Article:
Updated: Jul 12
Are you concerned about your child's learning loss* during this coming summer?
Summer holidays should be a time of relaxation and exploration. But too often, students return to school in September after losing the skills they worked so hard to attain during the school year.
*Summer learning loss is the loss of academic skills, and knowledge children can experience over the summer break from school. Your children need a break; no one can blame them as they have worked hard all year. With the long summer ahead, see how you can keep them learning – while still having fun.
Strengthen life-long learning habits, TIPS from our specialist tutors
Summer reading offers a way to unplug from tech, but not from learning. Whether it's books, newspapers, magazines, blogs, or other publications, reading can help engage students in something they are specifically interested in and help cultivate passion and open communication within the family.
Tip: Visit your local library and encourage your child to discuss their interests and dislikes with the librarian. The librarian will provide engaging titles to explore with a bit of information.
TOP TIP: Join THE SUMMER READING CHALLENGE: https://summerreadingchallenge.org.uk/
The Summer Reading Challenge is ON. Ready, Set, Read! is the name of the game and this year, you guessed it, the theme is sports and games. Children will be able to join a superstar team and their marvellous mascots as they navigate a fictional summer obstacle course brought to life with illustrations by children's illustrator Loretta Schauer, rewarded by free incentives including stickers. Your child can set their own reading goals, but we recommend reading six books in total.
If your child is at the age where they will be focusing on preparing for exams, this is something that they can do in conjunction with other summer activities and with study buddies. With a proactive mindset and a well-rounded summer experience, your child can excel in their exams while still savouring the joys of the Summer.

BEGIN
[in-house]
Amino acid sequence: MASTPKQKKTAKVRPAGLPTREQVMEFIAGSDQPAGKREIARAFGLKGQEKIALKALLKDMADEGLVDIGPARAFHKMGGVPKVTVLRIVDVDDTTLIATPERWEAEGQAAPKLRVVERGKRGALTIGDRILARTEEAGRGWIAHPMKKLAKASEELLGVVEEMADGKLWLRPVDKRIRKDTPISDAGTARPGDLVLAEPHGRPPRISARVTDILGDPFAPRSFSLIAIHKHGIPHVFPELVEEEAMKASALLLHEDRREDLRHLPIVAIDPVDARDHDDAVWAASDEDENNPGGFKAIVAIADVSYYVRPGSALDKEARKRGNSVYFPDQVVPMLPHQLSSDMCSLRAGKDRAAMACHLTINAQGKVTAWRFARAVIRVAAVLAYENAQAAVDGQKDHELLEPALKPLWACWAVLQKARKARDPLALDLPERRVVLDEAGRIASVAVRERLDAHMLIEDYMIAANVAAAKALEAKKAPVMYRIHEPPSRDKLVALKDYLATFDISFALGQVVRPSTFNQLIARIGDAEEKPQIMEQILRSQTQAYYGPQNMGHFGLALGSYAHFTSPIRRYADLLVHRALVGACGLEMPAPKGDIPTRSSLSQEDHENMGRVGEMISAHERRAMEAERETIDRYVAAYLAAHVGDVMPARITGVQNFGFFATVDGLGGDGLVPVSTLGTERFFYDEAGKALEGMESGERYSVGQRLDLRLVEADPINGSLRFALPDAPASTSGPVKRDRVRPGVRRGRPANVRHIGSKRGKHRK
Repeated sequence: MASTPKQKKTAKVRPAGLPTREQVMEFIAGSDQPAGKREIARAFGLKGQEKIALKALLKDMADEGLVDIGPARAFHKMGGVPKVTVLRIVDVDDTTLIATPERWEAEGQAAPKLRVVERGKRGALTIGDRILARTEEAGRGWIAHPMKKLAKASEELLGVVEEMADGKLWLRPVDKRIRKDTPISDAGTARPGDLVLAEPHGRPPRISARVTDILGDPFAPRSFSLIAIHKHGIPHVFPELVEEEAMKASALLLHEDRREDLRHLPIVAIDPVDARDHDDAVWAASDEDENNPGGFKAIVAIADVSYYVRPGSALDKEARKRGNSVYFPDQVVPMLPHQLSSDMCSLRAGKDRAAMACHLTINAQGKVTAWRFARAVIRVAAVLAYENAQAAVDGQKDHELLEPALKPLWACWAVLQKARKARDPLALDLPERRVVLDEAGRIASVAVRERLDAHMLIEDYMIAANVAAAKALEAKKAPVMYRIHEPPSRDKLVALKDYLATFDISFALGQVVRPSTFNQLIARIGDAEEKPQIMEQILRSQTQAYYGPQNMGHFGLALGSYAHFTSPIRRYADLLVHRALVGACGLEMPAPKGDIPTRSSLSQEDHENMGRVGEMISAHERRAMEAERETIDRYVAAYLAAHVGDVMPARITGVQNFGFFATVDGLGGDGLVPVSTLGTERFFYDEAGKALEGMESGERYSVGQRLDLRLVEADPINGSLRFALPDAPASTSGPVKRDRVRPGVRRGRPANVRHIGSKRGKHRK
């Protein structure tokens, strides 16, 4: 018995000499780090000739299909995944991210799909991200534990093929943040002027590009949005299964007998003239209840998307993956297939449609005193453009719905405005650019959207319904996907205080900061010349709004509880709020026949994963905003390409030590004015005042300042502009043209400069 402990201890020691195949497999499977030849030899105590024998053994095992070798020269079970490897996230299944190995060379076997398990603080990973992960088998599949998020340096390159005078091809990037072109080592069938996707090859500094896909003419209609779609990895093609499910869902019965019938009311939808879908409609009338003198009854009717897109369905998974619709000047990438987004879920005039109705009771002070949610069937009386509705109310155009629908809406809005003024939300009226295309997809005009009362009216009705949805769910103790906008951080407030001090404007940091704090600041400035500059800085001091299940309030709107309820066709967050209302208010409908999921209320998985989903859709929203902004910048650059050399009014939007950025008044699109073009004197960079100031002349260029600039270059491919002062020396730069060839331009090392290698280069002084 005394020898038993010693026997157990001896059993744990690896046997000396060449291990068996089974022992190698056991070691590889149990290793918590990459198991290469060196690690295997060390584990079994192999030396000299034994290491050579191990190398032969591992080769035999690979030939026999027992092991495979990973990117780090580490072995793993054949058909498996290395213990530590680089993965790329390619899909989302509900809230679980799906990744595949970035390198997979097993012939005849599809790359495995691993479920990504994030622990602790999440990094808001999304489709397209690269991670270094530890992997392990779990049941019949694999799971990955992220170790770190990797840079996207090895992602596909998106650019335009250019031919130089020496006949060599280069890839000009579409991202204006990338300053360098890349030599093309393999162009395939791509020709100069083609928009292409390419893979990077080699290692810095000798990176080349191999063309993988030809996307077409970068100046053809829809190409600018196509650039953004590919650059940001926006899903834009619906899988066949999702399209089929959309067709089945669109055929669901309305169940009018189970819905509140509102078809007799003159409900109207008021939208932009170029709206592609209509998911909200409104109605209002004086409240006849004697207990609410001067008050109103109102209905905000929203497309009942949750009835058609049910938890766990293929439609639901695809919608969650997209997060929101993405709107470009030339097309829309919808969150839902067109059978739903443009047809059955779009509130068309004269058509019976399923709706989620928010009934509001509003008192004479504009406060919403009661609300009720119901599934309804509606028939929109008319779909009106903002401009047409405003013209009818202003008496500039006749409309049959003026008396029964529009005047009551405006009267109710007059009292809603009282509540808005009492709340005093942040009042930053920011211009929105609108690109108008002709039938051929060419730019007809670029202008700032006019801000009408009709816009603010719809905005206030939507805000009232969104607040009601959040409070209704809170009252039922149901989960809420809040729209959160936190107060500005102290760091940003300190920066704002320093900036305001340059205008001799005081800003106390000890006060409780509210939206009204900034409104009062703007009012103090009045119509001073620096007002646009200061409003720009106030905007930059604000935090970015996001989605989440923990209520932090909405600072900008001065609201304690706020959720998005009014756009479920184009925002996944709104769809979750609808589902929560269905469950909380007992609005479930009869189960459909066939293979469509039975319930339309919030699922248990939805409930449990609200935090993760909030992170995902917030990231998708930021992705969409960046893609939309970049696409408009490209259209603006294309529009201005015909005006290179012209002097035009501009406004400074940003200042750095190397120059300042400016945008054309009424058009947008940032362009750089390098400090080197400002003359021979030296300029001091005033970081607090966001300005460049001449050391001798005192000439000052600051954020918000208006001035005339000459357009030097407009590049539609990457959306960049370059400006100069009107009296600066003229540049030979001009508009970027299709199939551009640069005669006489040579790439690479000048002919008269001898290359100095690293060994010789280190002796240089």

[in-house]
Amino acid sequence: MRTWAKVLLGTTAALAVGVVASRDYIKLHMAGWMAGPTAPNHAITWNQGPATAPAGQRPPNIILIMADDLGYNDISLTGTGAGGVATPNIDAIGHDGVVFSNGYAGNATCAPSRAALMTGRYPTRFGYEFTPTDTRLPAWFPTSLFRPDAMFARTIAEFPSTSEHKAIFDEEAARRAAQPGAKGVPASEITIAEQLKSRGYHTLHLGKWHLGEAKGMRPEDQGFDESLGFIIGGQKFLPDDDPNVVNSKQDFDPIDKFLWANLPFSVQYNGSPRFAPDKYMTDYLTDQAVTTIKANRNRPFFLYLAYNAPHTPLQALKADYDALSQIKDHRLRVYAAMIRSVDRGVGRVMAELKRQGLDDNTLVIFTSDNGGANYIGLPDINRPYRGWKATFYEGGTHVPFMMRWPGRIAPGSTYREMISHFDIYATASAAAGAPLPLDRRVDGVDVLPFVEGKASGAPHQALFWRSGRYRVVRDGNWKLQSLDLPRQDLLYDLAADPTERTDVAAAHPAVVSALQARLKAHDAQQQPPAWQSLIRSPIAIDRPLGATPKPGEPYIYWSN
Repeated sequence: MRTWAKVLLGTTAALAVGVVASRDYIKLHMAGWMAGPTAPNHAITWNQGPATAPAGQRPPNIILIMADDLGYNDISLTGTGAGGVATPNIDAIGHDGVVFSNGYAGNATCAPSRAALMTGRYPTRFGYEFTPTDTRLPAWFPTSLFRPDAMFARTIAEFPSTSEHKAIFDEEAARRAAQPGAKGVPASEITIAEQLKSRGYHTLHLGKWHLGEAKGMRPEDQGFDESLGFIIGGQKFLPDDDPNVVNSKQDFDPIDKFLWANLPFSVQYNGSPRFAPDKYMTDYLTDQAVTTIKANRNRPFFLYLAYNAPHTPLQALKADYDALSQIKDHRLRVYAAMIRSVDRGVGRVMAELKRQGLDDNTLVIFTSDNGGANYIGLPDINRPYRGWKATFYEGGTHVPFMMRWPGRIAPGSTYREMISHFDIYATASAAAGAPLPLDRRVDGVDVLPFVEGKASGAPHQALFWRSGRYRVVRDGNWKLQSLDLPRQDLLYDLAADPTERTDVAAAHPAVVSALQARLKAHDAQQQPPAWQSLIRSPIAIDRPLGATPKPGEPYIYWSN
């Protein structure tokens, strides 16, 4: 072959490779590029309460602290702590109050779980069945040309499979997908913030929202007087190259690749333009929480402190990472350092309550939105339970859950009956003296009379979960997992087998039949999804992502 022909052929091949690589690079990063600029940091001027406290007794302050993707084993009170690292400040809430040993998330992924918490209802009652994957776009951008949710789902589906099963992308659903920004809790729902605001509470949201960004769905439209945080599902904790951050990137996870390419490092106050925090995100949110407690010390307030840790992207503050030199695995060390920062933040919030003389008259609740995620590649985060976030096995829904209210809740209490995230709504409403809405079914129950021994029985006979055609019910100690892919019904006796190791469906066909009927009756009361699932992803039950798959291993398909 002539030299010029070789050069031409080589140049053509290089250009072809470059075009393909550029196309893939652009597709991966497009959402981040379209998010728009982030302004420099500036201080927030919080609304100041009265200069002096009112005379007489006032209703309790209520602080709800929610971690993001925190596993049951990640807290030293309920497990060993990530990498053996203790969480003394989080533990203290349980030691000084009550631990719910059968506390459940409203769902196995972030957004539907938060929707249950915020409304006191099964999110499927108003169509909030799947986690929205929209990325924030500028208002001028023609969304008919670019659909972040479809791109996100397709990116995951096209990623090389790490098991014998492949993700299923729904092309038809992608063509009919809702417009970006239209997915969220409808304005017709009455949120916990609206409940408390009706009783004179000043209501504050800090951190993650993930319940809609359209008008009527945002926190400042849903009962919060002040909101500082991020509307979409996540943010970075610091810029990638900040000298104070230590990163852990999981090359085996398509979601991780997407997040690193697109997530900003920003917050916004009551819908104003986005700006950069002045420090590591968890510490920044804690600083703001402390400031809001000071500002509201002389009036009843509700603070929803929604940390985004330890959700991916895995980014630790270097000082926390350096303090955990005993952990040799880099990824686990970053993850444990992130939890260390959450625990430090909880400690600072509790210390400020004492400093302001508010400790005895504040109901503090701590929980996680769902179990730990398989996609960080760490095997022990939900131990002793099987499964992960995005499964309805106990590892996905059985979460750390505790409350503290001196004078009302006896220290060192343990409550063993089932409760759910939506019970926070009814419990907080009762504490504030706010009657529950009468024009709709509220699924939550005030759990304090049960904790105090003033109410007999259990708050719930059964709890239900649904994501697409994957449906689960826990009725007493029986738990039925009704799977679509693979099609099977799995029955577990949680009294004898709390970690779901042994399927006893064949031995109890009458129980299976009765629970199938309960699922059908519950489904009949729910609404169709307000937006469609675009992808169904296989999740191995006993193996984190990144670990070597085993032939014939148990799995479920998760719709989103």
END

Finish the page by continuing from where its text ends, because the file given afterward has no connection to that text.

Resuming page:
Tip: Exam preparedness significantly reduces student stress, but don't leave it to the last moment.
An online course can help gain "brownie points" in high school and encourage interest in specific areas. Or taking an online course on an unfamiliar topic or a hobby can lead to an enriching summer.
Tip: If your child has faced challenges in their education, the summer provides an excellent opportunity to catch up.
Giving time to a worthy cause can help students see social issues in a new light and inspire them to grow their life experiences.
Tip: Adapting to new surroundings and new people can improve their communication skills, build confidence and gain a sense of community.
If there are family travel plans over the summer, take advantage of the educational activities. Visiting historic sites and landmarks is a great way for children to experience history and geography.
Tip: Does your child's school pre-tests for placement at the beginning of the school year? If so, you can help them prepare by reviewing the past syllabus using materials requested from their school during holidays but don't leave this too long.
Maintain a routine
While summer is a time for relaxation, maintaining a consistent routine can help provide structure and stability. Establish a flexible schedule that incorporates designated times for learning, physical activity, leisure, and rest.
Tip: Collaborate with your child to create a visual schedule for the summer break. Use a large poster board or digital calendar to allocate specific time slots for learning, physical activity, leisure, and rest. Display the schedule in a visible place and regularly revisit it with your child to maintain structure while allowing for flexibility and personalisation.
For those interested in more structured learning opportunities this summer, contact us regarding
October- Study Skills: Years 7 and 8
Our classes include learning opportunities to stimulate students' curiosity, motivation and enjoyment. Our focus is always on building student confidence and teaching mindfulness.
*Harvard School of Education test results indicated a significant decrease in retention during the summer holidays:
32% in English
58% on Maths